Does this mean that there was a generation of stars with only hydrogen that fused into helium, went nova and spread that around?
This new helium went into making new stars which fused hydrogen into helium, and helium into Lithium, then they went bang, ekcetera...
Well, I am no star boffin, but as an interested amateur, I'll try to answer your question. If there is a real star boffin reading this, please feel free to correct me.
As far as I understand all elements up to iron are fused inside stars in a more or less consecutive sequence.
The density and pressure inside of a star is so high, that elements normally couldn't exist. The electrons would be pushed away and the neutrons fuse together. This fusion, however creates energy, which causes s outward pressure. In a star, the inward pressure by gravity and the outward pressure by fusion energy is in a balance. Not all elements fuse under the same conditions, First helium is created by the fusion of Hydrogen atoms, if enough hydrodgen is used up, the pressure in the core goes up until the helium ignites and so on. This process only happens in the star's core and the elements bred there mostly stay there. Until all fuel is used up, that is. What then happens depends mostly on the star's mass. Generally the star is blown apart spectacularly with some of it's core left over as a white dwarf, a neutron star or a stellar black hole.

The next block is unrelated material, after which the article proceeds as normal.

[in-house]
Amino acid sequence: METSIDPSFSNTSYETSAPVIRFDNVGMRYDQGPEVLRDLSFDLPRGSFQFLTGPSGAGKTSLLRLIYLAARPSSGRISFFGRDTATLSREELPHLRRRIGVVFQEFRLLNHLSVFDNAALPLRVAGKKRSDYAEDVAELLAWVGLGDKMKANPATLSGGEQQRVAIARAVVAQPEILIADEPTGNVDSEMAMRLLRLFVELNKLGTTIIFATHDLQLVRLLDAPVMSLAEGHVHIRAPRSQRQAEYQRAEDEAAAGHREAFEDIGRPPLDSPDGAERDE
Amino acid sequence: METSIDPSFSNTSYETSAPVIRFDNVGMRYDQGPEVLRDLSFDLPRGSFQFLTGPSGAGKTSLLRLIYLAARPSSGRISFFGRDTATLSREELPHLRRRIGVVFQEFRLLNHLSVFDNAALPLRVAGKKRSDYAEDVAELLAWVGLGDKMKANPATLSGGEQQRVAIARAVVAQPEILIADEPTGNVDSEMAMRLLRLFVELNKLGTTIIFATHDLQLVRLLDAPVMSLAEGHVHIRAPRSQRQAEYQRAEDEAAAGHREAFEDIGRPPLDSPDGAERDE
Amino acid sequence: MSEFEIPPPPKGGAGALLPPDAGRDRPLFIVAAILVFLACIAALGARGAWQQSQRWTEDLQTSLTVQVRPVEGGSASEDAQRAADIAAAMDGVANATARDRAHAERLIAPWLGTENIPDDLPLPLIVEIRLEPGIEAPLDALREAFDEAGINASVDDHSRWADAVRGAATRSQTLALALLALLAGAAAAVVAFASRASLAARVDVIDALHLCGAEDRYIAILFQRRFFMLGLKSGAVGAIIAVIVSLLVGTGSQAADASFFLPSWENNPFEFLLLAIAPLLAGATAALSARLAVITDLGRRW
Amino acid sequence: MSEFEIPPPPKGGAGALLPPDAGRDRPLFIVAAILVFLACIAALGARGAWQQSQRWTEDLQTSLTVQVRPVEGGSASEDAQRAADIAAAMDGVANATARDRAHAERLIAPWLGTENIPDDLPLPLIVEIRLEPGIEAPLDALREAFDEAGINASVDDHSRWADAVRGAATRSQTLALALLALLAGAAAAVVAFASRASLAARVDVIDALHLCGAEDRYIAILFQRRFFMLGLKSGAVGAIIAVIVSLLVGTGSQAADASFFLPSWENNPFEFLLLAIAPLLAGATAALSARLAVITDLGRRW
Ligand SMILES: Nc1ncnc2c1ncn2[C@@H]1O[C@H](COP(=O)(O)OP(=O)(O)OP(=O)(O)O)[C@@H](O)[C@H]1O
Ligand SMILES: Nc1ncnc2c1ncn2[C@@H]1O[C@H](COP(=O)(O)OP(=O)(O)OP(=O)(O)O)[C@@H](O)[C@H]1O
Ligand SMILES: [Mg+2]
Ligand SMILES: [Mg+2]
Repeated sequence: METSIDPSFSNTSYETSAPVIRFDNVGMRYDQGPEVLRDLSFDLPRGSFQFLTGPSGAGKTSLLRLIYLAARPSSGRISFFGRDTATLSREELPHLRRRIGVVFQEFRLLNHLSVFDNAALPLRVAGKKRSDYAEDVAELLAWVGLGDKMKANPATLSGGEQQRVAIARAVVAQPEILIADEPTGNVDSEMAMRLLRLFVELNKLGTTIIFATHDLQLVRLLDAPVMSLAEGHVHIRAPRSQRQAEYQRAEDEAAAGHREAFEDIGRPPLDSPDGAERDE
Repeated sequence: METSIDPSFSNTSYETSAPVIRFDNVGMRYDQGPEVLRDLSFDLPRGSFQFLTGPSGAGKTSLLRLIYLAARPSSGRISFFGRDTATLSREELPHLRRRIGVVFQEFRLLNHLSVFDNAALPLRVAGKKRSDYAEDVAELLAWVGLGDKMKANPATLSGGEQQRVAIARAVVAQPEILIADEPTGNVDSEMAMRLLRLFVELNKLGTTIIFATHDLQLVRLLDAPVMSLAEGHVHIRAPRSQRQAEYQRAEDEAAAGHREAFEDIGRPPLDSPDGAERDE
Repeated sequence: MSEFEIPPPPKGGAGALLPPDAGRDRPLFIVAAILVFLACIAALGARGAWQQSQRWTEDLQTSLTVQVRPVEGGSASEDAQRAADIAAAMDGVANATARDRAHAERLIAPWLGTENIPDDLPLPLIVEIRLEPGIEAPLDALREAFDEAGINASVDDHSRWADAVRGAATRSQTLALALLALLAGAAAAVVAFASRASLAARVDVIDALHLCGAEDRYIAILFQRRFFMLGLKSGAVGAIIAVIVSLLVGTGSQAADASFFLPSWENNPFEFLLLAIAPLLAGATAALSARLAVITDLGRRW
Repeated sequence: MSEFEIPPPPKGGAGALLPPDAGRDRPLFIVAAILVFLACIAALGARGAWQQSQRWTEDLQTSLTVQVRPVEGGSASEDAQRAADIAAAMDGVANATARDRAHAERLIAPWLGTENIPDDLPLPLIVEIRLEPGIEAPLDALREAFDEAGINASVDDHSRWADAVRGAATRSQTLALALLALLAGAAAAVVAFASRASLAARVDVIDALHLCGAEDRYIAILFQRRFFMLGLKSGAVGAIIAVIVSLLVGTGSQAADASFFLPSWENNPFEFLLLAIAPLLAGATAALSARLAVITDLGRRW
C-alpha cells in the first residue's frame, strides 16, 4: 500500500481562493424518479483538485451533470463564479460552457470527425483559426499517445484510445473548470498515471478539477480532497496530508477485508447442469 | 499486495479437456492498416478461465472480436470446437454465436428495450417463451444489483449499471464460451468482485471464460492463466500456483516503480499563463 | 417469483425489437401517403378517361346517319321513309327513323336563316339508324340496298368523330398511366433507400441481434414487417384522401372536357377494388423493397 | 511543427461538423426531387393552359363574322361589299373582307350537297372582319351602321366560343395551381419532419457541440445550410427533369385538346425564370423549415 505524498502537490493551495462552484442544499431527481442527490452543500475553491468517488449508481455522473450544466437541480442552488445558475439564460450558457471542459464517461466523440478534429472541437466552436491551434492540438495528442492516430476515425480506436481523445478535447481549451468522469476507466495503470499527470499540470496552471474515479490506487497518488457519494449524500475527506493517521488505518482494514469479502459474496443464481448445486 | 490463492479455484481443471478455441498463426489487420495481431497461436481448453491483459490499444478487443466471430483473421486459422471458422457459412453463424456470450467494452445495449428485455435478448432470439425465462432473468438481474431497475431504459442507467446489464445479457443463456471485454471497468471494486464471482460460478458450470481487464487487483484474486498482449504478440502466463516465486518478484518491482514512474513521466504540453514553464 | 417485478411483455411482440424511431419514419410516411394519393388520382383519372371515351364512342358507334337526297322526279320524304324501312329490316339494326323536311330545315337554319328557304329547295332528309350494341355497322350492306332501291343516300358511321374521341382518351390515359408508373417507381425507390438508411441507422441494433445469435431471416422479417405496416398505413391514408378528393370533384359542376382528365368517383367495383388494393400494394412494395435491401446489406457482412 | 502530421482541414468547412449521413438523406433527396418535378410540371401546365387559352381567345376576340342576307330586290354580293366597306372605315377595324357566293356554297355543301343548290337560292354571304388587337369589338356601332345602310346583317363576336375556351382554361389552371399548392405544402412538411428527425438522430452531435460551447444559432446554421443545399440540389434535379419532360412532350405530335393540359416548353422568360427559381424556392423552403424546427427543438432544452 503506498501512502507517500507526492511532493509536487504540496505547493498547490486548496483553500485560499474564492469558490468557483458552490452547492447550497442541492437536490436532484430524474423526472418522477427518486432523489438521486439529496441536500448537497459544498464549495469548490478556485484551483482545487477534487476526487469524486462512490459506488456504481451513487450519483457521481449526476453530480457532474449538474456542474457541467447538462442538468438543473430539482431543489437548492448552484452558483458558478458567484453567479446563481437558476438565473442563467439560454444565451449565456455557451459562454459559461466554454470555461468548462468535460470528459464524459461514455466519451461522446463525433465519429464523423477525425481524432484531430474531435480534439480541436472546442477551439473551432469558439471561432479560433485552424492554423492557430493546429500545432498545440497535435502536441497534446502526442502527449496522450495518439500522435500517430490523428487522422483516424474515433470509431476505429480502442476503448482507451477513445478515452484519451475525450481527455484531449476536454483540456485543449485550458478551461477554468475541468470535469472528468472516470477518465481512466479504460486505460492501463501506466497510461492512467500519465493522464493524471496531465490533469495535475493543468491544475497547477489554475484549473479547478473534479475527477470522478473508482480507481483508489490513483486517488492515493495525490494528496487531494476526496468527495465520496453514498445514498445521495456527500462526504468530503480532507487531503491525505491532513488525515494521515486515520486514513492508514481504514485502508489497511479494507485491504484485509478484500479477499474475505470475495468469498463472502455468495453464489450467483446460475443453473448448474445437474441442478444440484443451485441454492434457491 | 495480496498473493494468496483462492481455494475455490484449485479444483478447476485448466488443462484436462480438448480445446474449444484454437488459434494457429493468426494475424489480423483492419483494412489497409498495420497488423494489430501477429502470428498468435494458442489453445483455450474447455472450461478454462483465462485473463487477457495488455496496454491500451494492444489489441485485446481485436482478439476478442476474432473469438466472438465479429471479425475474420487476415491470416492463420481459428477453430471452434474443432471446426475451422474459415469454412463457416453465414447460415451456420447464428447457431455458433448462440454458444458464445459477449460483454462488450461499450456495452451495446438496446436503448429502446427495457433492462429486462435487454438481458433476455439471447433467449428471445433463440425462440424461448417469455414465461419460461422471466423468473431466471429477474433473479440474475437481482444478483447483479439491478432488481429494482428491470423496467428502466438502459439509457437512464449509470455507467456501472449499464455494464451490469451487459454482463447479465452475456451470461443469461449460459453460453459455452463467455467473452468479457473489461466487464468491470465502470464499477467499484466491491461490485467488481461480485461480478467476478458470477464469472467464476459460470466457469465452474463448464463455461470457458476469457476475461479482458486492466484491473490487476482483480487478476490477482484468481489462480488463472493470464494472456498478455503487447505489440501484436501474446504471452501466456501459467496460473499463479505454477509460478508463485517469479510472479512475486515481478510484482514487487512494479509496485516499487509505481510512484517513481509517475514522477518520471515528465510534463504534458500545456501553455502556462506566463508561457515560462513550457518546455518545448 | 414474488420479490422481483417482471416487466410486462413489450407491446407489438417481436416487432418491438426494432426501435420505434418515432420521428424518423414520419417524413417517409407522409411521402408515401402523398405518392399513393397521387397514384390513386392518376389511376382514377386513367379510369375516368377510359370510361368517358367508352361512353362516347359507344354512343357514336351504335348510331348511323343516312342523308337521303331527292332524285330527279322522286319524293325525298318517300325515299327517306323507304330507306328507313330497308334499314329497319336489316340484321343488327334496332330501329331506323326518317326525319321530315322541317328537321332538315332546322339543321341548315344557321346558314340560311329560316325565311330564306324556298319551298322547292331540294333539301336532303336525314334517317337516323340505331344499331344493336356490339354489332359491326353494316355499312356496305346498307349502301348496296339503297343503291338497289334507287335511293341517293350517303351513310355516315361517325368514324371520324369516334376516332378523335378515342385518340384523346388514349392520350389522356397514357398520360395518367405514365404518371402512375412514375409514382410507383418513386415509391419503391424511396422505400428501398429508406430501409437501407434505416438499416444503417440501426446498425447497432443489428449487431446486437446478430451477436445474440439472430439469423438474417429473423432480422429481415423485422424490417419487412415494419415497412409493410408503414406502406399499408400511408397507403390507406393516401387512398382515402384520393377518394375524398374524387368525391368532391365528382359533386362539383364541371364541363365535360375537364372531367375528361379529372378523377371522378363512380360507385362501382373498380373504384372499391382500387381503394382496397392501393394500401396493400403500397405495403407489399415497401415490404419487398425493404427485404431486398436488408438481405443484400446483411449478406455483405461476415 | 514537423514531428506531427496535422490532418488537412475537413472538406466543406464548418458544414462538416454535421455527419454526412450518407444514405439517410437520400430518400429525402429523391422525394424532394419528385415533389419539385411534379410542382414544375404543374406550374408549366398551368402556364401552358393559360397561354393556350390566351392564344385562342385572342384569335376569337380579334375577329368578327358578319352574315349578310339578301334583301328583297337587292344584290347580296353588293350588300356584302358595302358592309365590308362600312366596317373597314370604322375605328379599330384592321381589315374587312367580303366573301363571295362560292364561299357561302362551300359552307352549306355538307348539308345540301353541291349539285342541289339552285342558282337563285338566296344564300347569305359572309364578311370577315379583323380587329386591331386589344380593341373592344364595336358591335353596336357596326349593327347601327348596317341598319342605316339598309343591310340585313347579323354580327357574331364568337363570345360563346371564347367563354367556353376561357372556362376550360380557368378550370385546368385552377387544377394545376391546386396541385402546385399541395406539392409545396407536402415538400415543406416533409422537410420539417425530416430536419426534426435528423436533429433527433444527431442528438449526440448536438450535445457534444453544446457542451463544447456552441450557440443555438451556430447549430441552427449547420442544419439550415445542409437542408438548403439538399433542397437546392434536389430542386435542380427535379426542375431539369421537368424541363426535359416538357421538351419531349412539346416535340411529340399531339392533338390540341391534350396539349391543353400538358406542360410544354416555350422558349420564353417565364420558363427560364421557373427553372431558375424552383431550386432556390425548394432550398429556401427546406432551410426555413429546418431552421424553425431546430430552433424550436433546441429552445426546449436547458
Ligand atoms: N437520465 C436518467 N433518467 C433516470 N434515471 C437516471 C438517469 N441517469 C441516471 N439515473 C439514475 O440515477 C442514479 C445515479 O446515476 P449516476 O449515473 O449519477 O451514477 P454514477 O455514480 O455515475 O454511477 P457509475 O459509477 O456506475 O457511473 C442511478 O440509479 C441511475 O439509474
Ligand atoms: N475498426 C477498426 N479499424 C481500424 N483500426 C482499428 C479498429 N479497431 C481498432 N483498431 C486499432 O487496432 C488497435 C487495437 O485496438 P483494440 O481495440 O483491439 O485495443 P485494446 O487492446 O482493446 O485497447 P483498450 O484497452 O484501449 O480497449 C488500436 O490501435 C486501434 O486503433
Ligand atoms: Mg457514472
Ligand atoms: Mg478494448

The gas blown away is still mostly hydrogen, but it is polluted with the elements that were bred in the star's core. It can clump together again to form new stars, planets, whatever.
So we are made of star ash. Literally.